After more than two weeks of testimony from business owners and crime experts, the Camden business curfew trial concluded Wednesday.
A decision, though, could take another month.
Final briefs from each side are due to presiding Camden County Superior Court Judge Faustino J. Fernandez-Vina on March 6. Fernandez-Vina will make a decision sometime after that, his secretary said.
The trial is a legal fight between the city and activist Frank Fulbrook, a few late-night eateries and 7-Eleven over the city’s ordinance to shut down businesses early.
The curfew ordinance, intended to help curb crime, was enacted on Sept. 19, 2011. It requires businesses in residential zones or within 200 feet of a residential zone to close between 11 p.m. and 6 a.m. on weekdays and between midnight and 6 a.m. on weekends. The curfew does not apply to pharmacies or businesses holding liquor licenses or selling fuel.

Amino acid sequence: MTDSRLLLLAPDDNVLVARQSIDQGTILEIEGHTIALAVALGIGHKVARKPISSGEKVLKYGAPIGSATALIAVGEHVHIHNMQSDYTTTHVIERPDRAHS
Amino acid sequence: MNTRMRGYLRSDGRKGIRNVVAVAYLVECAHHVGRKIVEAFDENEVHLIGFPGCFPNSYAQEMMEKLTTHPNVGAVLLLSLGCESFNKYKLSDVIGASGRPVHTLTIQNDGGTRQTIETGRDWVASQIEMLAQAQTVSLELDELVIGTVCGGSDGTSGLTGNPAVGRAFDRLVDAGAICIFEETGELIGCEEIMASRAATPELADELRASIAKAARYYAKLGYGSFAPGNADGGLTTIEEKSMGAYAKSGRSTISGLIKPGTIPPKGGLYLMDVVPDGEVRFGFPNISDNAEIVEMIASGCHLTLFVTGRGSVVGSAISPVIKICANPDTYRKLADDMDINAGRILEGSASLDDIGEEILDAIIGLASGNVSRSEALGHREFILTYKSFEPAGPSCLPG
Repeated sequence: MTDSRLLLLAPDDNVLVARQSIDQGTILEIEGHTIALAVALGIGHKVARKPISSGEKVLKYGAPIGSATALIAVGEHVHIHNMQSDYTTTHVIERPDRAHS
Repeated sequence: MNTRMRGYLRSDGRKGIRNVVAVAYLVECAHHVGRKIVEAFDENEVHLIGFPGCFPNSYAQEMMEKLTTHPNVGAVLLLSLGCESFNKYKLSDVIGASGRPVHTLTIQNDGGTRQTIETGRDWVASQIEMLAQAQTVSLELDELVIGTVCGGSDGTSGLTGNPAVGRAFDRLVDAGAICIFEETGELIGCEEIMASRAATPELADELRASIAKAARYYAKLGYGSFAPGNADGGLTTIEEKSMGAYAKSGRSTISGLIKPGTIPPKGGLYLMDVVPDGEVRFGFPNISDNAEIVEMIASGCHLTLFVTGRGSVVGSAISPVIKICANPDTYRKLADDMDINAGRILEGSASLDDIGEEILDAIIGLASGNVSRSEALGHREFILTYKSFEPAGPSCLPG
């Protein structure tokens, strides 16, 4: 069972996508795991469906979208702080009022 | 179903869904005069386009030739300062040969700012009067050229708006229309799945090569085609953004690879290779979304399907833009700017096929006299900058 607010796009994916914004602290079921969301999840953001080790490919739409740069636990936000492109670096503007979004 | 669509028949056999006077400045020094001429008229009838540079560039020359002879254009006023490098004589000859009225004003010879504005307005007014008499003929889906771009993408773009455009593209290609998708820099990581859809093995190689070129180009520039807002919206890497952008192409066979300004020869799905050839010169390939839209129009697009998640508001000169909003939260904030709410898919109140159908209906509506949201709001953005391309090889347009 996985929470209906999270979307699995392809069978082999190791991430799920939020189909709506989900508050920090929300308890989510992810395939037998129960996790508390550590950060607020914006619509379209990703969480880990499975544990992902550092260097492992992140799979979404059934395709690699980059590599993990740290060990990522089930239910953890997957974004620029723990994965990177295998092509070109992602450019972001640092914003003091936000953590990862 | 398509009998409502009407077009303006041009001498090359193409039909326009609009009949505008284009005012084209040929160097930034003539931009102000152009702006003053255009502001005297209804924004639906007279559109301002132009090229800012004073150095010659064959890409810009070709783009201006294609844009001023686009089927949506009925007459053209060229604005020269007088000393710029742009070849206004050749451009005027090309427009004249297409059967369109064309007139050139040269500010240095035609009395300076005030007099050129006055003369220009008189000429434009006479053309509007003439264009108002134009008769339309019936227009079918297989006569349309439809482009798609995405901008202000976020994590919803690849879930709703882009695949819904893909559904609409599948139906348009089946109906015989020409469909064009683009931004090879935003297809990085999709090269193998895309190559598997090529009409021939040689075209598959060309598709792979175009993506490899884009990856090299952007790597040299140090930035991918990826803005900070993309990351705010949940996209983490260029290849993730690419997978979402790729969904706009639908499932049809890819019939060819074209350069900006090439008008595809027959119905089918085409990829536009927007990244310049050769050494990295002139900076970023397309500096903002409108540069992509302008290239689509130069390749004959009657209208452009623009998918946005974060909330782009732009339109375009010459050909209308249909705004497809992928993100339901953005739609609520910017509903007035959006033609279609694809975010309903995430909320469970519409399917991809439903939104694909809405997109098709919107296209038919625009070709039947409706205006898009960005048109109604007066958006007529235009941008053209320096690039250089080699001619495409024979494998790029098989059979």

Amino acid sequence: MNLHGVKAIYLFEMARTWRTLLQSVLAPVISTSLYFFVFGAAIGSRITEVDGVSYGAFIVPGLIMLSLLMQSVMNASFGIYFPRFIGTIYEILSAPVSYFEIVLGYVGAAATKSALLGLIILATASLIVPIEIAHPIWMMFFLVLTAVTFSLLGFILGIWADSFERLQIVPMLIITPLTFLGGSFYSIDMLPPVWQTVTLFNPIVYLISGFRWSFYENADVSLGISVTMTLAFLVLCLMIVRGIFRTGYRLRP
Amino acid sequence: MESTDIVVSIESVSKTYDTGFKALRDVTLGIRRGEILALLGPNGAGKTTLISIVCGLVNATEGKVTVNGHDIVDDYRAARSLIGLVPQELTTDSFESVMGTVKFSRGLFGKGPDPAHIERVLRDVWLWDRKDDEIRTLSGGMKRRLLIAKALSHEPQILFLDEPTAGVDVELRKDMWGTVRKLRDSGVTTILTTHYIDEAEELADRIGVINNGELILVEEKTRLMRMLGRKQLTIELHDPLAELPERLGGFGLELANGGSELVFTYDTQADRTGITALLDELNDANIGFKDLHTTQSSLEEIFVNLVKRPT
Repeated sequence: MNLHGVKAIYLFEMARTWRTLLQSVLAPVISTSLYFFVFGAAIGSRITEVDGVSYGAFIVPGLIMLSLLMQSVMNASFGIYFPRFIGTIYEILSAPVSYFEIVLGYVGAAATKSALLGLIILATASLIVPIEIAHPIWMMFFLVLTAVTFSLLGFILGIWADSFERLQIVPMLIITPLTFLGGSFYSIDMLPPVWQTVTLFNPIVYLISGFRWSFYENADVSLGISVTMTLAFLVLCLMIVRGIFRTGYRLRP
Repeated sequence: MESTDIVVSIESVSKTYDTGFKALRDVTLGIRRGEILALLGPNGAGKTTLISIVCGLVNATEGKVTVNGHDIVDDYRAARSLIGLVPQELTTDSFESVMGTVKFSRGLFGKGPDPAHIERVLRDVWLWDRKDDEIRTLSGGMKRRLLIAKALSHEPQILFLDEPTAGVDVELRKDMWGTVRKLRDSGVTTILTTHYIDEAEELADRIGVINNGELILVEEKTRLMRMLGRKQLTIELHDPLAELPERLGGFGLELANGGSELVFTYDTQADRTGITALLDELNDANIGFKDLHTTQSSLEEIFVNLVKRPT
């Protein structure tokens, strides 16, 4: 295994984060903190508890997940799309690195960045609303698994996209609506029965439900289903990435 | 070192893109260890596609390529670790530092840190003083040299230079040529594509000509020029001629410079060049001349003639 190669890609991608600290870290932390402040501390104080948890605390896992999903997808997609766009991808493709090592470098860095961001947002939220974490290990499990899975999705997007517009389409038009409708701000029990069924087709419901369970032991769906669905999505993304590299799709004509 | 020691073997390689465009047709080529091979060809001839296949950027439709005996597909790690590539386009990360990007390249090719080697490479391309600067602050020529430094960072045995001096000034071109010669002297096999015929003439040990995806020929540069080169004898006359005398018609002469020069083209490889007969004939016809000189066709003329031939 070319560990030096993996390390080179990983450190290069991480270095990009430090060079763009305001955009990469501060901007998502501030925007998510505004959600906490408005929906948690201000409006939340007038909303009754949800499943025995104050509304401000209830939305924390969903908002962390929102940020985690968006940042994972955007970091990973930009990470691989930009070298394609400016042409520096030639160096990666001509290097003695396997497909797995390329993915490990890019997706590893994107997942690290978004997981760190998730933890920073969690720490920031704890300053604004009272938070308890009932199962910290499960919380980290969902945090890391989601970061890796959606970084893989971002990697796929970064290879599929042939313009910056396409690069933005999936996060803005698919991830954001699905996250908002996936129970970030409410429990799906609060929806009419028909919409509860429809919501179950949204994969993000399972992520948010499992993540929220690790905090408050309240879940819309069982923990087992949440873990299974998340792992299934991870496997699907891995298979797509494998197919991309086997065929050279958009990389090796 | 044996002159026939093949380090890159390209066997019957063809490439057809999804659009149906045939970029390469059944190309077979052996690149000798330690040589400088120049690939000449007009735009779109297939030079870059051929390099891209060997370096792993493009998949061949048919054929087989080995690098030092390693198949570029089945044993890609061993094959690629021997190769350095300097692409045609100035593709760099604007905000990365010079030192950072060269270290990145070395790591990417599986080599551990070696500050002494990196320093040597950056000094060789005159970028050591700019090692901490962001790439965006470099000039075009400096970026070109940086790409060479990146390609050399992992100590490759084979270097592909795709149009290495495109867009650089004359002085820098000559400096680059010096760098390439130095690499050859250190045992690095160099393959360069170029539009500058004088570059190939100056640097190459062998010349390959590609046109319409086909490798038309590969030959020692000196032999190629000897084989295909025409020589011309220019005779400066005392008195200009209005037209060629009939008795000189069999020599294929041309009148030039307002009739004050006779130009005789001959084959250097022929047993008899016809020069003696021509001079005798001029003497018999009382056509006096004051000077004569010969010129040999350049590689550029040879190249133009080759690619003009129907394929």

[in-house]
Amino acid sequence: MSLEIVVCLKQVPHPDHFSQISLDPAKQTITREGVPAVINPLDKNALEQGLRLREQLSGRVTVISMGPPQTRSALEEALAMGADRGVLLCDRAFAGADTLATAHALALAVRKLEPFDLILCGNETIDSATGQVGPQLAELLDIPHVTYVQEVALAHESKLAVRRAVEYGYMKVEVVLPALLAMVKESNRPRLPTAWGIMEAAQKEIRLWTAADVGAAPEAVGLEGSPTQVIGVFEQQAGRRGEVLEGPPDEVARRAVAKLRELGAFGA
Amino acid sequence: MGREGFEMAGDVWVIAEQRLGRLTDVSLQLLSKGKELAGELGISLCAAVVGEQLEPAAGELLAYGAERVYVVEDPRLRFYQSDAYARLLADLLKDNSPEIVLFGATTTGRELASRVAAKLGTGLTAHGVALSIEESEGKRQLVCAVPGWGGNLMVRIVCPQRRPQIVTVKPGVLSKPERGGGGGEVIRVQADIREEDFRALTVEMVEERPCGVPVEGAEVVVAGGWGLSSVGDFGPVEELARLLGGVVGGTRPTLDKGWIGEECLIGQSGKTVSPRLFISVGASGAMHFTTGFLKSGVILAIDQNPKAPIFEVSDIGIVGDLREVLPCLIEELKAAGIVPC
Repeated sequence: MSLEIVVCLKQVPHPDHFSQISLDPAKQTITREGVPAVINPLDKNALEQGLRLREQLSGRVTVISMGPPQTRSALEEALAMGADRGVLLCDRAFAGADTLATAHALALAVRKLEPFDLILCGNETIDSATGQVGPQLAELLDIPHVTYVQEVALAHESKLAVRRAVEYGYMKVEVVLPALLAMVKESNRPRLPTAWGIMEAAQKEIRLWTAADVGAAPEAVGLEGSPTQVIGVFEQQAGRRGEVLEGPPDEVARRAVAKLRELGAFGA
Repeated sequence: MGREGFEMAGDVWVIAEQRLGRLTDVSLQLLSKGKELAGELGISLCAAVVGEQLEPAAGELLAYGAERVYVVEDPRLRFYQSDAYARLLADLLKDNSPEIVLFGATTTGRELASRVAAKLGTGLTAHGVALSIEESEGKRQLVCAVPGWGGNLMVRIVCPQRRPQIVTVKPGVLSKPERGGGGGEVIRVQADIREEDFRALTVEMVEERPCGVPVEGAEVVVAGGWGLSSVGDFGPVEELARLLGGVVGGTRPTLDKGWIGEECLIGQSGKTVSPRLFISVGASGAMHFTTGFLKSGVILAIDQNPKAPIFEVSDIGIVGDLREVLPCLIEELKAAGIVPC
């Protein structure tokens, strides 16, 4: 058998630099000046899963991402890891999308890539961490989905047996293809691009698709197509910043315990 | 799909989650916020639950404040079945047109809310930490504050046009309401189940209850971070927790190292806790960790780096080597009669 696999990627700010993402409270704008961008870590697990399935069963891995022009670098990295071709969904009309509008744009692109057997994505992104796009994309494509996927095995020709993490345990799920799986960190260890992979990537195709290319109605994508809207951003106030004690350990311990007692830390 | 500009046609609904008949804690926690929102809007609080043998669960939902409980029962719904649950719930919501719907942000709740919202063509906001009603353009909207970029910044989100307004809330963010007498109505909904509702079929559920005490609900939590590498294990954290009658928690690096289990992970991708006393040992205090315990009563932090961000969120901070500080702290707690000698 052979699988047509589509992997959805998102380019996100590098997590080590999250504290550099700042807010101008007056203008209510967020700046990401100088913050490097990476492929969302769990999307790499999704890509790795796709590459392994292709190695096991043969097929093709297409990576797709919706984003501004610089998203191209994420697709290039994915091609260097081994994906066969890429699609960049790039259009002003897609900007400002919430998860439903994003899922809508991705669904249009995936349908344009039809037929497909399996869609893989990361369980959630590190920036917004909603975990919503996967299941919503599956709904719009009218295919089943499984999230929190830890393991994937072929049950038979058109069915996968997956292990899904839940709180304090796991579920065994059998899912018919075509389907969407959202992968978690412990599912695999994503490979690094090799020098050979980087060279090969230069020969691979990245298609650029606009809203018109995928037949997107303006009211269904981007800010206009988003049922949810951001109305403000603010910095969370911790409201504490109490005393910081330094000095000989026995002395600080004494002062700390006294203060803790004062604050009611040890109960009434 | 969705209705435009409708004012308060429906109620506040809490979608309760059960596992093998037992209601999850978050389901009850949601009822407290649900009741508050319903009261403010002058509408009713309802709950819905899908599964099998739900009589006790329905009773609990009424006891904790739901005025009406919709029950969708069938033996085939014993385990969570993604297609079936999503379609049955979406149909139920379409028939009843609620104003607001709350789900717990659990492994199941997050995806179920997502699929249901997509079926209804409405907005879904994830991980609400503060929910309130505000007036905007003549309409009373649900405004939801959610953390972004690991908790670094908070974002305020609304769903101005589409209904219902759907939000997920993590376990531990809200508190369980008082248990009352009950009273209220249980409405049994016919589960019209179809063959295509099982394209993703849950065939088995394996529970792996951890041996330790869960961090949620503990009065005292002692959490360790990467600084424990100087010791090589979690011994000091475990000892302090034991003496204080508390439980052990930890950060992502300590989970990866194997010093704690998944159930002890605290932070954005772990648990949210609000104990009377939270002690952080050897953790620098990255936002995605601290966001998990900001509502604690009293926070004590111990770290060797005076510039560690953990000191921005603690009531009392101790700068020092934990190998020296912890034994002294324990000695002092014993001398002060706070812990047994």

City activist Frank Fulbrook, along with operators of some late-night businesses, filed a lawsuit challenging the curfew shortly after it was enacted (though it was never implemented). The lawsuit was eventually combined with another one filed by 7-Eleven Inc., which has two stores in Camden.
Similar curfew measures adopted in 1998 and 2006 were tossed out after successful court challenges.
Camden Mayor Dana L. Redd attempted to enforce the curfew last fall but Fernandez-Vina said there was not sufficient urgency to enforce the curfew before a trial and granted an injunction that prohibits police from enforcing the ordinance.
“All (the ordinance) seeks to do is that the residents’ right to the quiet enjoyment of their property is won’t be disturbed,” said attorney John Eastlack, who was contracted to represent the city.
During the trial Fulbrook said the business curfew went “completely against” the city’s master plan, which calls for a vibrant city setting. (Some of his other curfew arguments may be read here.)
Neither side has expressed particular confidence but Fulbrook has already vowed to appeal if his side loses.